allison o keefe – one goal

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Allison Davis O’Keefe

One Goal

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Grand Forks, North Dakota. Winter. It’s so cold you can barely breathe, and 12,000 people don’t care.

They brave the wind, snow, and negative temperatures to watch their beloved University of North Dakota Fighting Sioux hockey team, and they expect a win — because they don’t hang second place banners in their hundred million dollar arena.

In this town children proudly wear the jerseys of 19-year-old superstars; wait hours to collect the signature of those who are college kids one minute and professionals the next. Families plan their lives around hockey – weddings, vacations, honeymoons – and the most common outfit in Christmas photos is the latest Sioux hockey gear.

Over the course of documenting the team’s 2010-2011 season, I discovered an intrinsic need for people to come together around a common goal – the fans, who support their team with passion, the individual, who commits himself, body and soul, to be a member of the team, and the coach who is a mentor, disciplinarian, and leader.

The goal of every team is to win, but this season the Fighting Sioux seemed destined for glory. They had one goal – to win the national championship. And when, just two games from that goal, they ultimately lost to the University of Michigan at the 2011 Frozen Four tournament, there was shock in their locker room.

It was well past midnight and players couldn’t bring themselves to remove their jerseys or pack up their gear. It was then that I realized this was so much more than a game.

It is about skill, focus, and determination, but also, as I learned, camaraderie, sacrifice, elation, struggle, and, ultimately, a twist of fate, a bounce of the puck.

It is also about relationships, like the one between a father and daughter who never missed a game, even if it meant watching from a hospital bed. Or the relationship between friends who have played together, lived together, and fought together.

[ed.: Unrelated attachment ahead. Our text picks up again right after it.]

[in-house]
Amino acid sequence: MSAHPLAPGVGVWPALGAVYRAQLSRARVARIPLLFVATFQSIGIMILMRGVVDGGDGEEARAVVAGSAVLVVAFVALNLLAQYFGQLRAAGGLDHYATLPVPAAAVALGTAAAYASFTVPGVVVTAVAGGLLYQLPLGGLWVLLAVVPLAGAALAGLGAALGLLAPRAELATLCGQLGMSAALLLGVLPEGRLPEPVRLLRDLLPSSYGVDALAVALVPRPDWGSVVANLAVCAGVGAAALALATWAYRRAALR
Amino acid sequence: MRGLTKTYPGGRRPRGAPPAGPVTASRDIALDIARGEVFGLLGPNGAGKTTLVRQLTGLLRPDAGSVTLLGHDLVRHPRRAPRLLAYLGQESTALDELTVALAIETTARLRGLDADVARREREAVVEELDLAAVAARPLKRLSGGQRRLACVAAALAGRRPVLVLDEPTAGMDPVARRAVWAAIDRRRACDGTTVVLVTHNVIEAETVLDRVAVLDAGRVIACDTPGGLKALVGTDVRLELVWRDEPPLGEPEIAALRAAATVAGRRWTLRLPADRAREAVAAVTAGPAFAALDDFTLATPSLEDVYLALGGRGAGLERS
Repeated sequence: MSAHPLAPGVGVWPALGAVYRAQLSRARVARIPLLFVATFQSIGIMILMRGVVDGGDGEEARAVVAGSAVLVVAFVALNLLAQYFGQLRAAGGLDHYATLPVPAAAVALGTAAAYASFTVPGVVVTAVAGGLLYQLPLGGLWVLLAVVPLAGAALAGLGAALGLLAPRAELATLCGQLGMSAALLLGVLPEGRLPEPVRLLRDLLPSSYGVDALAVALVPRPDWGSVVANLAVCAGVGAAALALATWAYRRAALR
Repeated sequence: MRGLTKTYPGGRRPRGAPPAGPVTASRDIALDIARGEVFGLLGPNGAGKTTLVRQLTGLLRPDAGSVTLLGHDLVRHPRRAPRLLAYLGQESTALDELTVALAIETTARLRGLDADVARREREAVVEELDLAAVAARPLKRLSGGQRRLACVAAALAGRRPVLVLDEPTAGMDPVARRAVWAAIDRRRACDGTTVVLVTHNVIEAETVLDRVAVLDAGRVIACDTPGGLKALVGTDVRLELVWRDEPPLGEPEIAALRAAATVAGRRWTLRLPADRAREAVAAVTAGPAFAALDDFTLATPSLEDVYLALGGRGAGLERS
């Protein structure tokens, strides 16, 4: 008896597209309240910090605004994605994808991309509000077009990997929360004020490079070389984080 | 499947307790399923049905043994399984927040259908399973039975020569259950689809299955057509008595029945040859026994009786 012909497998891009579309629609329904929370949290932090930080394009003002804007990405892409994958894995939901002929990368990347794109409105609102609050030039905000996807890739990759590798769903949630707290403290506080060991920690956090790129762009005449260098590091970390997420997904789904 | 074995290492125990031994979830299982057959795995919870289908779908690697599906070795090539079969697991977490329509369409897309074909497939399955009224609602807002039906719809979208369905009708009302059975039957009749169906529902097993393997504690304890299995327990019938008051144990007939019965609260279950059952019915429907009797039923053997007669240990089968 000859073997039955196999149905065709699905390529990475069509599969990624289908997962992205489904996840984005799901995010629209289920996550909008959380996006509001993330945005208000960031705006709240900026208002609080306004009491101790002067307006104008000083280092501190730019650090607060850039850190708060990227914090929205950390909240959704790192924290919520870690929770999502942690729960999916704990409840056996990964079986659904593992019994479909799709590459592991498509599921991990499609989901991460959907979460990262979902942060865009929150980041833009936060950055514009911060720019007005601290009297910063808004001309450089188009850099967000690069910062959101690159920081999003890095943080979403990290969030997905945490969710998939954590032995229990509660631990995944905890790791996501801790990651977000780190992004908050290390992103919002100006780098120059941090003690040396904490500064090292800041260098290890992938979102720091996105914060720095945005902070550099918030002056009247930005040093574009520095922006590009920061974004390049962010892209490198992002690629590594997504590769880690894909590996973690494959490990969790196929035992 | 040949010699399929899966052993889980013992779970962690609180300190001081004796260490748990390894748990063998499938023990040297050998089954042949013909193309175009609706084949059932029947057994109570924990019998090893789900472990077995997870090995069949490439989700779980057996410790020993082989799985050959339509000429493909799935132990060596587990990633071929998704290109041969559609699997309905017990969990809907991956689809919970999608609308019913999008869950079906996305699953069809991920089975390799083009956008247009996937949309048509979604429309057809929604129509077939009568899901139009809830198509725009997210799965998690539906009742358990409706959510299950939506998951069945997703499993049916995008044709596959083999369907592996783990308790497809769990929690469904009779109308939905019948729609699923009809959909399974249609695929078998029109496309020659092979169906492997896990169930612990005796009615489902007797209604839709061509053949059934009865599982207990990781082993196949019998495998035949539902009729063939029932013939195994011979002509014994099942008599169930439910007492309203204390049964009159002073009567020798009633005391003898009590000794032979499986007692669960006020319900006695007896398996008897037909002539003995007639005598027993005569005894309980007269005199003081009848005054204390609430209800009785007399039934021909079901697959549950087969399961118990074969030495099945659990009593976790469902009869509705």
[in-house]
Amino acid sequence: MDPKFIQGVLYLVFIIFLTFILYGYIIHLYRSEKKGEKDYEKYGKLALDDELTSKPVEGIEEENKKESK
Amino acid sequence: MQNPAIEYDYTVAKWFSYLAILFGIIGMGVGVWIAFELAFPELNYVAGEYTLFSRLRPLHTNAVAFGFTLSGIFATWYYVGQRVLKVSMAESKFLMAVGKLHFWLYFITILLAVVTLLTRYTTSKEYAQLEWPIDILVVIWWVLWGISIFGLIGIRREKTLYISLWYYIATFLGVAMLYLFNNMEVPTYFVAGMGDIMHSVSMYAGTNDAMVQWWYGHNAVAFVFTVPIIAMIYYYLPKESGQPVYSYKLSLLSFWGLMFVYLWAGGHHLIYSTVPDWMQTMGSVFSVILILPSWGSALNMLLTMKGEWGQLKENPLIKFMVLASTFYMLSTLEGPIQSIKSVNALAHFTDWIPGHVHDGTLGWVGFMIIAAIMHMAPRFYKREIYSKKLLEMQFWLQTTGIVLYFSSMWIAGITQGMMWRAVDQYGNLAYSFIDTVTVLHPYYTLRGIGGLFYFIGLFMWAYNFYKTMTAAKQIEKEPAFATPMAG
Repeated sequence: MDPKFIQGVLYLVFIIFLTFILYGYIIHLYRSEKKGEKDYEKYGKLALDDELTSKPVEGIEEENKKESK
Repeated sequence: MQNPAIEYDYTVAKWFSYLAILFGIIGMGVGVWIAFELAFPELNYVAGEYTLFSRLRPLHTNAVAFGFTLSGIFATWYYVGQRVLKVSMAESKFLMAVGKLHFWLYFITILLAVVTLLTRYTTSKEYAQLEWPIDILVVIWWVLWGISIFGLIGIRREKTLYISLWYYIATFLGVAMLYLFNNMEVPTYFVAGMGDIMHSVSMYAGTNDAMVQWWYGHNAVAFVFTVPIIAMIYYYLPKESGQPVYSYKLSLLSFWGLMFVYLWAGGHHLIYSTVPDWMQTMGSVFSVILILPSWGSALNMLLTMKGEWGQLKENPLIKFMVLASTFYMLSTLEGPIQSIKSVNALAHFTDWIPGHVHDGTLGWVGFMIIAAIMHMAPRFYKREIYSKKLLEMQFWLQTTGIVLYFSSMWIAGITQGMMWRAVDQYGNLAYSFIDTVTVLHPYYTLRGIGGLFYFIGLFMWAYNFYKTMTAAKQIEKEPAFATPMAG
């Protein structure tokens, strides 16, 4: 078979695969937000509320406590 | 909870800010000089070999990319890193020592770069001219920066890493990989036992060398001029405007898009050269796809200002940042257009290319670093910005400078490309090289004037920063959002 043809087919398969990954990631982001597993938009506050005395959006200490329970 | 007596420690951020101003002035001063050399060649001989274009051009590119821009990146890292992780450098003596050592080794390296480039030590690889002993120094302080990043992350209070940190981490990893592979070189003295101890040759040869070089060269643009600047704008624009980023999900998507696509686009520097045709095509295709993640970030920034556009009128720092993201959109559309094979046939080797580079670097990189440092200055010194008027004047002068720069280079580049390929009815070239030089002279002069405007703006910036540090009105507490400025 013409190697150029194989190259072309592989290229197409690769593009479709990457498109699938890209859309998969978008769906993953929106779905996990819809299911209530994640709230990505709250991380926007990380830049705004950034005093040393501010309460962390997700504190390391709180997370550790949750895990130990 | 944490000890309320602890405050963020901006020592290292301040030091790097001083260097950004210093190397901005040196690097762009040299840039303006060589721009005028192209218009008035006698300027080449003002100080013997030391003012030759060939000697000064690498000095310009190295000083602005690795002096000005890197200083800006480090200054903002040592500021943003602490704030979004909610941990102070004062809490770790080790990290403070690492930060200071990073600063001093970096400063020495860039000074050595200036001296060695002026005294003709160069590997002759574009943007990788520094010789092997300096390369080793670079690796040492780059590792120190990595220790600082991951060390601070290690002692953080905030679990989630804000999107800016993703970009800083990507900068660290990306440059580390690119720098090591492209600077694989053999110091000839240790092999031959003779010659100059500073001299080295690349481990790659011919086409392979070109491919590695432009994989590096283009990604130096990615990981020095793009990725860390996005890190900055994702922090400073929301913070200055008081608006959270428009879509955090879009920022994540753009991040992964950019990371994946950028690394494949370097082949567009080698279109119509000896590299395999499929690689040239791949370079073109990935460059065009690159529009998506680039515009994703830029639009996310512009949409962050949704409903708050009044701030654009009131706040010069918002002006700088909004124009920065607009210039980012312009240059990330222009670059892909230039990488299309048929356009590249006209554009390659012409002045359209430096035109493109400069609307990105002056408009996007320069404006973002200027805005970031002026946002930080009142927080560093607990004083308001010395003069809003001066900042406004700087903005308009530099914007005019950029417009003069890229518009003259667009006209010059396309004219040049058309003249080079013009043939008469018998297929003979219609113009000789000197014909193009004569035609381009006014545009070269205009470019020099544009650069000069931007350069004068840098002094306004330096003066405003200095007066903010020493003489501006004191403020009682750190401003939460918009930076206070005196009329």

This work was published by Burn Magazine as a book entitled One Goal in November 2012.

“(…) One of the most interesting aspects of the book is the look into the otherwise-closed-off life of [Coach] Hakstol. Hakstol is stoic and reserved on the bench and for the media, rarely causing controversy anywhere. But his emotional side exudes throughout, as pictures of him with his fists in the air celebrating a win, or embracing his wife or looking after his kids show a personable side that undoubtedly exists, even if television cameras or column inches in a newspaper don’t show it. And that curiosity perhaps makes Hakstol’s presence in the book an interesting twist” – from Timothy Borger’s review on USCHO.com

“As a Minnesotan I’ve spent many hours watching hockey. My University of Minnesota hockey experiences run from ushering at games as a Boy Scout to photographing the Hockey Gophers when I was at the Minneapolis Tribune. I find the book not only gives an intimate and revealing look at the sport, but also does a great job of communicating the cold and bleakness of winter in North Dakota. Nothing is colder than a windy, snowy, dark night on the prairie. ” – Kent Kobersteen, Former Director of Photography, National Geographic Magazine